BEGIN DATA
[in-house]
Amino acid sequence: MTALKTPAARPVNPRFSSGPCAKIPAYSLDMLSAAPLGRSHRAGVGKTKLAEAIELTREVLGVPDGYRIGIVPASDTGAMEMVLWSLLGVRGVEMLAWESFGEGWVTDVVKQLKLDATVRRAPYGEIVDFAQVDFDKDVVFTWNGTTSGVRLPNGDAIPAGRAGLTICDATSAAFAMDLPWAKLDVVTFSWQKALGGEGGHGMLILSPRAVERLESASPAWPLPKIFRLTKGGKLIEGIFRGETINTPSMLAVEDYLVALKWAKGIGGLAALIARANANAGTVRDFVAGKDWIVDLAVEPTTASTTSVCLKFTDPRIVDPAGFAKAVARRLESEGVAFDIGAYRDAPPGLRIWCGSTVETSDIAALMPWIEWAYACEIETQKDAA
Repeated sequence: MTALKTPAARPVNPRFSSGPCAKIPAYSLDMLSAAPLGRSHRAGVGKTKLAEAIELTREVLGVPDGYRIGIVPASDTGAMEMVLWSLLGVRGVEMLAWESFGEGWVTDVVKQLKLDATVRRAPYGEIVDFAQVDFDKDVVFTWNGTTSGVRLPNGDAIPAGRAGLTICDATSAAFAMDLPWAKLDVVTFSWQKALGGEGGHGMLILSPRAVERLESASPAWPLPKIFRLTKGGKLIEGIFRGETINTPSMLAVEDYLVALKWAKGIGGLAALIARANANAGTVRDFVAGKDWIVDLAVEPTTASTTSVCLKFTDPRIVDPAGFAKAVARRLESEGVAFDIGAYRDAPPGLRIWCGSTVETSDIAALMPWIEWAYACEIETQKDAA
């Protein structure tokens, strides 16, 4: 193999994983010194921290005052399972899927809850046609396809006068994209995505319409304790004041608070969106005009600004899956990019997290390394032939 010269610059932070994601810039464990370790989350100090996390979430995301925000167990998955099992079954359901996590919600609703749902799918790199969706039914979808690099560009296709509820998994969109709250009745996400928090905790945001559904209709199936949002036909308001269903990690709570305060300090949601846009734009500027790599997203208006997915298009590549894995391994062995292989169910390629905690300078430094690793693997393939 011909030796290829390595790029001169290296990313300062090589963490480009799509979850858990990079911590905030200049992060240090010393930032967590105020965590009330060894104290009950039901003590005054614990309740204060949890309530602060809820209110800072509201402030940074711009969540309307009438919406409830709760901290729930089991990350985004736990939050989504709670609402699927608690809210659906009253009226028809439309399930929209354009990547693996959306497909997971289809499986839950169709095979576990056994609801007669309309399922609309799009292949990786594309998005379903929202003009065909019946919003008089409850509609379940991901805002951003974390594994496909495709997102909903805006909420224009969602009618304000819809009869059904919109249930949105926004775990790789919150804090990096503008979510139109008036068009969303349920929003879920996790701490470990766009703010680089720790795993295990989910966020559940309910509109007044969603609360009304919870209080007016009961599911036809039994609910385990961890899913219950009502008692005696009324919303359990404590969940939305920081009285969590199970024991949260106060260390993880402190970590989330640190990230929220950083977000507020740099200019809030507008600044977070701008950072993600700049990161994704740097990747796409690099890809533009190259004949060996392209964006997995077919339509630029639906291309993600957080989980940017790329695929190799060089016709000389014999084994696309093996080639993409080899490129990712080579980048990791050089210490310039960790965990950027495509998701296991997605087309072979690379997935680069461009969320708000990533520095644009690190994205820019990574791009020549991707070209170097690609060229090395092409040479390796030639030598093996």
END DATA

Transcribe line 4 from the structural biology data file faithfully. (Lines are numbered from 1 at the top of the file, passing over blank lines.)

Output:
């Protein structure tokens, strides 16, 4: 193999994983010194921290005052399972899927809850046609396809006068994209995505319409304790004041608070969106005009600004899956990019997290390394032939 010269610059932070994601810039464990370790989350100090996390979430995301925000167990998955099992079954359901996590919600609703749902799918790199969706039914979808690099560009296709509820998994969109709250009745996400928090905790945001559904209709199936949002036909308001269903990690709570305060300090949601846009734009500027790599997203208006997915298009590549894995391994062995292989169910390629905690300078430094690793693997393939 011909030796290829390595790029001169290296990313300062090589963490480009799509979850858990990079911590905030200049992060240090010393930032967590105020965590009330060894104290009950039901003590005054614990309740204060949890309530602060809820209110800072509201402030940074711009969540309307009438919406409830709760901290729930089991990350985004736990939050989504709670609402699927608690809210659906009253009226028809439309399930929209354009990547693996959306497909997971289809499986839950169709095979576990056994609801007669309309399922609309799009292949990786594309998005379903929202003009065909019946919003008089409850509609379940991901805002951003974390594994496909495709997102909903805006909420224009969602009618304000819809009869059904919109249930949105926004775990790789919150804090990096503008979510139109008036068009969303349920929003879920996790701490470990766009703010680089720790795993295990989910966020559940309910509109007044969603609360009304919870209080007016009961599911036809039994609910385990961890899913219950009502008692005696009324919303359990404590969940939305920081009285969590199970024991949260106060260390993880402190970590989330640190990230929220950083977000507020740099200019809030507008600044977070701008950072993600700049990161994704740097990747796409690099890809533009190259004949060996392209964006997995077919339509630029639906291309993600957080989980940017790329695929190799060089016709000389014999084994696309093996080639993409080899490129990712080579980048990791050089210490310039960790965990950027495509998701296991997605087309072979690379997935680069461009969320708000990533520095644009690190994205820019990574791009020549991707070209170097690609060229090395092409040479390796030639030598093996």